Robin Hyper-Converged Kubernetes Platform – the First Container Solution certified to run Hortonworks Data Platform (HDP)
On day two at Dataworks Summit 2018, Rebecca Knight and Jame Kobielus spoke with Partha Seetala, Chief Technology Officer (CTO), Robin Systems at theCUBE to discuss the first container solution certified to run Hortonworks Data Platform (HDP).
Tell us about Robin Systems
Robin Systems, a venture-backed company is headquartered in San Jose in the Silicon Valley. The focus is in allowing applications, such as big data, databases, NoSQL, and AI ML, to run within the Kubernetes platform. What we have built (the first container solution certified to run HDP) is a product that converges storage, complex storage, networking, application workflow management, along with Kubernetes to create a one-click experience where users can get managed services kind of feel when they’re deploying these applications. They can also do one click lifecycle management on these apps. Our thesis has initially been to actually look at it from the applications down and then say, “Let the applications drive the underlying infrastructure to meet the user’s requirements.”, instead of looking at this problem from an infrastructure up into the application.
Is this the differentiating factor for Robin Systems?
Yes, it is because most of the folks out there today are looking at is as if it’s a component-based play, it’s like they want to bring storage to Kubernetes or networking to Kubernetes but the challenges are not really around storage and networking.
If you talk to the operations folk they say that “You know what? Those are underlying problems but my challenge is more along the lines of when my CIO says the initiative is to make my applications mobile. The management wants to go across to different Clouds. That’s my challenge.” The line of business user says “I want to get a managed source experience.” Yes, storage is the thing that you want to manage underneath, but I want to go and click and create my, let’s say, an Oracle database or distributions log.
In terms of the developer experience here, from the application down, give us a sense for how Robin Systems tooling your product in a certain way enables that degree of specification of the application logic that will then get containerized within?
Absolutely, like I said, we want applications to drive the infrastructure. What it means is that Robin is a software platform – the first container solution certified by Hortonworks to run HDP. We layer ourselves on top of the machines that we sit on – whether it is bare metal machines on premises, on VMs, or even an Azure, Google Cloud as well as AWs. Then we make the underlying compute, storage, network resources almost invisible. We treat it as a pool of resources. Now once you have this pool of resources, they can be attached to the applications that are being deployed as can (3:10) inside containers. I mean, it’s a software plane installed on machines. Once it’s installed, the experience now moves away from infrastructure into applications. You log in, you can see a portal, you have a lot of applications in that portal. We ship support for about 25 applications.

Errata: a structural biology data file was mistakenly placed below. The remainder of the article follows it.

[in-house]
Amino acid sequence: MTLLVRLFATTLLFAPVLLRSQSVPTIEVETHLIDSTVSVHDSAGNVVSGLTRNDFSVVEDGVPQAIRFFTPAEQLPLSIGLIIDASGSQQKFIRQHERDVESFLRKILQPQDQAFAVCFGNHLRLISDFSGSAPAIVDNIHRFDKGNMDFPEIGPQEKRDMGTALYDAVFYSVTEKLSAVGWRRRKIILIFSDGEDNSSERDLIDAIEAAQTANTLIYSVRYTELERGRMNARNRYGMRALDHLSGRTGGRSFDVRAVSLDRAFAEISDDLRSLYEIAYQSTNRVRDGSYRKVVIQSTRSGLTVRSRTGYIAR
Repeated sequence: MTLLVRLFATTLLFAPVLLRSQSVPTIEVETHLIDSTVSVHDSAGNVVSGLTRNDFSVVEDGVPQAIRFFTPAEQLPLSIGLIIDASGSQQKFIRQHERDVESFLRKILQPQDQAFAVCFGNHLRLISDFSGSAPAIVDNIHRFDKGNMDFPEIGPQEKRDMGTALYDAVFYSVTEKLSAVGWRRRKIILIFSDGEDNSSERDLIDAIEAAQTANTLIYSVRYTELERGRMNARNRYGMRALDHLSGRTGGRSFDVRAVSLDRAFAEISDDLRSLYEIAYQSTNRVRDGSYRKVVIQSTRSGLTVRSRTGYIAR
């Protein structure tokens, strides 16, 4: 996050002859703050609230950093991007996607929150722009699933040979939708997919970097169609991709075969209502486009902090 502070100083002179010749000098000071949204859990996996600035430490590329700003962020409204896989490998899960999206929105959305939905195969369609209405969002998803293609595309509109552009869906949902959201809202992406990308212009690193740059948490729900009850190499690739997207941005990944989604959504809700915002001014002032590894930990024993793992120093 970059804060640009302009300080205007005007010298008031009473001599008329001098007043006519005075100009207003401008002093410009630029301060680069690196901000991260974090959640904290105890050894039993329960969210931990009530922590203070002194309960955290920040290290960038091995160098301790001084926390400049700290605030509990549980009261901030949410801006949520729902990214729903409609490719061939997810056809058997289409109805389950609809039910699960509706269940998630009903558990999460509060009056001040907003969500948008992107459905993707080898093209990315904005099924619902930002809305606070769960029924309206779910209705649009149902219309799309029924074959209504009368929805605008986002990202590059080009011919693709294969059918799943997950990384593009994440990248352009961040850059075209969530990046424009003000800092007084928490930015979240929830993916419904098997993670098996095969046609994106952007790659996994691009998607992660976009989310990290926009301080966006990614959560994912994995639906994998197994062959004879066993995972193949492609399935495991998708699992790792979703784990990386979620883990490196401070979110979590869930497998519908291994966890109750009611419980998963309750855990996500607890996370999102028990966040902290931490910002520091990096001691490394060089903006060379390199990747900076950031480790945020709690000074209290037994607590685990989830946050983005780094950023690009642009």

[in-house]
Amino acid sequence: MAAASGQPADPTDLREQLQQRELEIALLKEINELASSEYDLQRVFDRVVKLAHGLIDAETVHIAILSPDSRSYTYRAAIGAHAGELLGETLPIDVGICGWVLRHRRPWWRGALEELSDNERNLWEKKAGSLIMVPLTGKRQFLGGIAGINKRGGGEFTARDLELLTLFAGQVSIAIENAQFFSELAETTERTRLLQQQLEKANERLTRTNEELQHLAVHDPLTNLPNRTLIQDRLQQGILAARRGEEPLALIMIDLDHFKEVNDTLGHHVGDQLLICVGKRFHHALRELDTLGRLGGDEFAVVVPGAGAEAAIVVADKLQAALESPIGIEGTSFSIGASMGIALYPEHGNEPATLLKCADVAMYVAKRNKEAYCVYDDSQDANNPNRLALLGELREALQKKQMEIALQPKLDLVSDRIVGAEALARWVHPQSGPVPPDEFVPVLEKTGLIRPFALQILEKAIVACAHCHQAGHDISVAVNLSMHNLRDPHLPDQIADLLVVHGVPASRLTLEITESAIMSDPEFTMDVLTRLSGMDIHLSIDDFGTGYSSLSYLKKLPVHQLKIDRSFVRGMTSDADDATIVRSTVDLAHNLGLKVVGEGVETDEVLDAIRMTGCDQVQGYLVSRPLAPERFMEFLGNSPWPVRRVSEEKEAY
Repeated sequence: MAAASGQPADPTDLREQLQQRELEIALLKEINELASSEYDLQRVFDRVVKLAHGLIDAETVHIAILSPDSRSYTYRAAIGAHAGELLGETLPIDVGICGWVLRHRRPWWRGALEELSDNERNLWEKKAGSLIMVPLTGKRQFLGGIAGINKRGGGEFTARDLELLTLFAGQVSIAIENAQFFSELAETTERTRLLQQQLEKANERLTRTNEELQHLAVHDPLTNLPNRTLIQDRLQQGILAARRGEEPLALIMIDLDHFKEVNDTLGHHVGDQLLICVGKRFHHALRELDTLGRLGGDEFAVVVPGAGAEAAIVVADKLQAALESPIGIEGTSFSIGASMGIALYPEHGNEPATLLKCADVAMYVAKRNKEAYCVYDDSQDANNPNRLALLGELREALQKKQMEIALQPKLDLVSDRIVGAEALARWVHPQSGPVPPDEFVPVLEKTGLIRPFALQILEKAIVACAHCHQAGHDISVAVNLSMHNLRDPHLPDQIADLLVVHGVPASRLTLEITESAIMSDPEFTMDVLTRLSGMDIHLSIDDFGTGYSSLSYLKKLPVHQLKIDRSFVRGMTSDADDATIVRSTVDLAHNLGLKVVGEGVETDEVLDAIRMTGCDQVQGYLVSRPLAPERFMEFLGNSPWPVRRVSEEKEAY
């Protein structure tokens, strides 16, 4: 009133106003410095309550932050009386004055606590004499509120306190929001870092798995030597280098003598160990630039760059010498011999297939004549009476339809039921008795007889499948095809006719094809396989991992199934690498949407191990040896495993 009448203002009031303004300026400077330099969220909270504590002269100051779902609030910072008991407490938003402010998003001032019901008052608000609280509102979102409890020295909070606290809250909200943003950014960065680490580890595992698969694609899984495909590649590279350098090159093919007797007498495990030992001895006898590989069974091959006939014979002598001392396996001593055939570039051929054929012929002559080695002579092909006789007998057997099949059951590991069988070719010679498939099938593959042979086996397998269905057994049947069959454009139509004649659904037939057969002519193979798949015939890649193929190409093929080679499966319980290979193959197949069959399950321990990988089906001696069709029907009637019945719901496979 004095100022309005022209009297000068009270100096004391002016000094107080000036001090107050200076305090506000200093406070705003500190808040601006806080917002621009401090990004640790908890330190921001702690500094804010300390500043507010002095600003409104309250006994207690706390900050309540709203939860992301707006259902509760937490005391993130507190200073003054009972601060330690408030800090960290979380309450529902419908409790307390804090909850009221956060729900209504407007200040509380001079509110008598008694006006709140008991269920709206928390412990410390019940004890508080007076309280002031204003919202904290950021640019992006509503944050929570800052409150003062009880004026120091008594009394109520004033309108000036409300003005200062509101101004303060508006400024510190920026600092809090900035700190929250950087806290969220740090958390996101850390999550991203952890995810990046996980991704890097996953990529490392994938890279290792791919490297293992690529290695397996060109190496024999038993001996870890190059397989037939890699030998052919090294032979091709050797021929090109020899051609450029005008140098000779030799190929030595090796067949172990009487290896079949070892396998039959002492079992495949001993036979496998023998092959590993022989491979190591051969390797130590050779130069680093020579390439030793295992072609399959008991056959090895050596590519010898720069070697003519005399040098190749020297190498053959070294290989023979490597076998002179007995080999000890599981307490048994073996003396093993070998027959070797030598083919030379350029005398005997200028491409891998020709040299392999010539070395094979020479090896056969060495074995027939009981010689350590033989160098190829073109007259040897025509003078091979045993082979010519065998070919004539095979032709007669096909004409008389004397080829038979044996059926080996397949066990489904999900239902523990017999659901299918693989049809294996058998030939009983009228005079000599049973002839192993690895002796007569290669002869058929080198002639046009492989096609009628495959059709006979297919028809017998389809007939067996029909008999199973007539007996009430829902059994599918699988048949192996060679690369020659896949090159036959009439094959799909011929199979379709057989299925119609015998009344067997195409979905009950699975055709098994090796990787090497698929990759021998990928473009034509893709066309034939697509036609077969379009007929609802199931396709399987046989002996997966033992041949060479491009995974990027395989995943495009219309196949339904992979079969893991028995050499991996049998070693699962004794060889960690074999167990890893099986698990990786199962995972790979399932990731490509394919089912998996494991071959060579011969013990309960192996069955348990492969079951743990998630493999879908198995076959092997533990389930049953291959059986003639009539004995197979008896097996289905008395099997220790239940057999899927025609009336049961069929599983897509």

So are these templates that the developer can then customize to their specific requirements? Or no?
Yes. Absolutely, we ship reference templates for pretty much a wide variety of the most popular big data, NoSQL, database, AI ML applications today. But again, as I said, it’s a reference implementation. Typically, customers take the reference recommendation and they enhance it or they use that to onboard their custom apps, for example, or the apps that we don’t ship out of the box.
So it’s a very open, extensible platform – but the goal is that whatever the application might be, in fact, we keep saying that, if it runs somewhere else, it’s running on Robin. So the idea here is that you can bring any app or database, and with the flip of a switch, you can make it a 1-click deploy, 1-click manage, one-click mobile across Clouds.
You keep mentioning this one click and this idea of it being so easy, so convenient, so seamless. Is that what you say is the biggest concern of your customers? Are this ease and speed? Or what are some other things that are on their minds that you want to deliver?
So one click, of course, is a user experience part – but what is the real challenge? The real challenges are – there are a wide variety of tools being used by enterprises today. Even the data analytic pipeline, there’s a lot across the data store, processor pipeline. Users don’t want to deal with setting it up and keeping it up and running. They don’t want the management but they want to get the job done. Now when you only get the job done, you really want to hide the underlying details of those platforms and the best way to convey that, the best way to give that experience is to make it a single click experience from the UI. So I keep calling it all one click because that is the experience that you get to hide the underlying complexity for these apps with the First Container Solution certified to run HDP.
Does your environment actually compile executable code based on that one click experience? Or where do the compilation and containerization actually happen in your distributed architecture?